CONIFER SOLAR CONSULTING

Jon Klima, Owner
360 Trout Lane, PO Box 23, Guffey, CO 80820
Phone: 719 479-2281,  Email: jon.klima@gmail.com
In business for 37 years

 

• Article 21 - February, 1997

 

Programmable Differential Temperature Controllers©

 

This is the eight in a series of articles that will summarize the programming capabilities of. Most of the differential temperature controllers used in the Colorado area. This article will examine the dual output Novan 2011 and DLP-20 controllers. From a control and logic standpoint, the 2011 and DLP-20 are the same. The 2011, which proceeded the DLP-20, is a single box unit. The high voltage (120 VAC) and low voltage (logic and control) are all on the same circuit board. The DLP-20 consists of two circuit boards, each contained in its own box. The high voltage terminal board and control relays are in one box while the logic and temperature display are in the second box. The two boxes are connected by a five wire umbilical cable. The early 2011 models work with 3 K ohm sensors but later 2011s and the DLP-20s work with 10 K ohm sensors. Unfortunately, not all 2011s are marked with the type of sensor that is required and it is only by trial and error that you can determine which to use.

 

The programming capabilities of these controllers are minimal. The controllers are designed to control the collection of heat from a collector array and deliver the heat to either of two loads, i.e., a spa (or bulk heat storage tank) or a solar DHW tank. You can program which load gets heated first and how high a temperature it should be heated to before switching to the second priority load. There is a bit of a quirk that frequently occurs here, however. Assume the priority switch is set to DHW, the spa sensor is at about 90° F, well below its set point of 102° F, the DHW sensor is at 130° F, and the collector sensor is at 110° F. Although the priority switch is set to DHW, the spa is asking for heat and the collector can supply it. So the controller will switch the output relays to provide for spa heat collection. This will keep the collectors from heating to a high enough temperature to provide heat to the DHW. Only when the spa is satisfied or the collector to DHW turn ON differential (usually about 16° F) is reached (by either cooling the DHW or heating the collector) will the controller switch to the DHW heat collection mode.

 

If you, even occasionally, need to check out a 2011 or DLP-20 in the field, I suggest you go to an electronic parts store and buy one each of the following 1/4 or 1/2 watt resistors; 560 ohms, 1 K ohm, 1.8 K ohm, 3.3 K ohm, and 6.2 K ohm. If you are dealing with a 2011 controller that uses 3 K ohm sensors, connect the 1.8 K ohm resistor to the spa sensor terminals, the 560 ohm resistor to the collector sensor terminals, and the 1 K ohm resistor to the DHW sensor terminals. You should obtain temperature readouts close to 99° F, 155° F and 125° F respectively. If the 2011 uses 10 K ohm sensors or you are dealing with a DLP-20, connect the 6.2 K ohm resistor to the spa sensor terminals, the 1.8 K ohm resistor to the collector sensor terminals, and the 3.3 K ohm resistor to the DHW sensor terminals. You should obtain temperature readouts close to 97° F, 156° F and 126° F respectively. If the temperature readings are more than about 5° F off, there is probably a problem with the controller. If the readings seem OK, place the priority switch in the DHW position and the DHW TEMP adjustment knob fully CW. Then rotate the SPA TEMP adjustment knob fully CCW, then CW. The controller should continue to give a DHW heating output. Now, short out the DHW-HL sensor terminals. The DHW and SPA output LEDs should both be off. Remove the DHW-HL sensor terminal short. Now rotate the DHW TEMP adjustment knob CCW to about the 9 o'clock position. Then rotate the SPA TEMP adjustment knob fully CCW and then CW. The output should switch to SPA heating when the SPA TEMP adjustment knob is rotated CW and to DHW heating when rotated fully CCW. Now with the SPA TEMP adjustment knob fully CW, rotate the DHW TEMP adjustment knob CW. The output should switch back to DHW heating. If all is well so far, great. Next switch the priority switch to SPA, rotate the DHW and SPA TEMP adjustment knobs fully CW. The SPA heating LED should be on. Now rotate the SPA TEMP adjustment knob CCW. The output should switch from SPA to DHW. Leaving the SPA TEMP adjustment knob fully CCW, rotate the DHW TEMP adjustment knob fully CCW. The DHW output LED should remain on. So there you are. At least the switching is working. You can check the turn ON and OFF differentials with your Quick-Check. If this checks out and you still have a problem, it's probably with the output relays, the output wiring, or maybe even a trace on the printed circuit board.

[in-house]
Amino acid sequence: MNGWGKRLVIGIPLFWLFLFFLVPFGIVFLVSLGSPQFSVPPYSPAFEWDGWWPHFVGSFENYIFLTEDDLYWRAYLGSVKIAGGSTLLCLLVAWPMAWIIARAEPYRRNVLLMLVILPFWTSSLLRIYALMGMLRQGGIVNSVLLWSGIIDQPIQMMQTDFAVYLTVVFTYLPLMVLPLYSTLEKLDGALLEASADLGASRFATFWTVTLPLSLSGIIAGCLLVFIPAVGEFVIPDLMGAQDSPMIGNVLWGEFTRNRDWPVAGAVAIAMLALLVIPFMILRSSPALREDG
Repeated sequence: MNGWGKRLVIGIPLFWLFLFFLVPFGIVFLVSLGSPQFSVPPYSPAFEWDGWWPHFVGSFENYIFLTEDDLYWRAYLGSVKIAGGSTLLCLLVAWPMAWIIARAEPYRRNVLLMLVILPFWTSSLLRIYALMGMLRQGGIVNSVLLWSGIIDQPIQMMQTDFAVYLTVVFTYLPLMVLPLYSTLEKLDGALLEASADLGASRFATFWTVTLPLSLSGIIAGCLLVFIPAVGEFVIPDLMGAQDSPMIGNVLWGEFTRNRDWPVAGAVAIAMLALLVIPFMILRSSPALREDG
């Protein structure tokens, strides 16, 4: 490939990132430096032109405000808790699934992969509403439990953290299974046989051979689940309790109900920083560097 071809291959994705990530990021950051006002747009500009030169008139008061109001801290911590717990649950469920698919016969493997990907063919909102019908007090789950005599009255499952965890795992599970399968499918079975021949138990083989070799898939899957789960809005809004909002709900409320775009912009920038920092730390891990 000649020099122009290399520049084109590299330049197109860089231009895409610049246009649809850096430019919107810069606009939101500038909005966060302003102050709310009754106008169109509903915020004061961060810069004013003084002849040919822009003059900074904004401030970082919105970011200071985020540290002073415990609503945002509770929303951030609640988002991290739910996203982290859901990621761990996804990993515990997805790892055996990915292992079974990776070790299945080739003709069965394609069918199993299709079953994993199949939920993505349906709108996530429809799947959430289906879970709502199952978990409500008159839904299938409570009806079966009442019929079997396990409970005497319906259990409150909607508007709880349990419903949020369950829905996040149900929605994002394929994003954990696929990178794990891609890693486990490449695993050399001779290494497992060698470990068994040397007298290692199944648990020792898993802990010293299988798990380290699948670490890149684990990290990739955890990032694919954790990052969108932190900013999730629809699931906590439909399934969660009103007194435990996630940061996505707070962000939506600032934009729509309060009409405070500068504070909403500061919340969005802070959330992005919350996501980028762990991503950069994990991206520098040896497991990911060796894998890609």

If I've made a mistake or have left out some important information or you otherwise take exception to what I have written, please write to me (c/o CoSEIA or to my address listed in the CoSEIA membership directory) and we will include your comments in the next newsletter.

 

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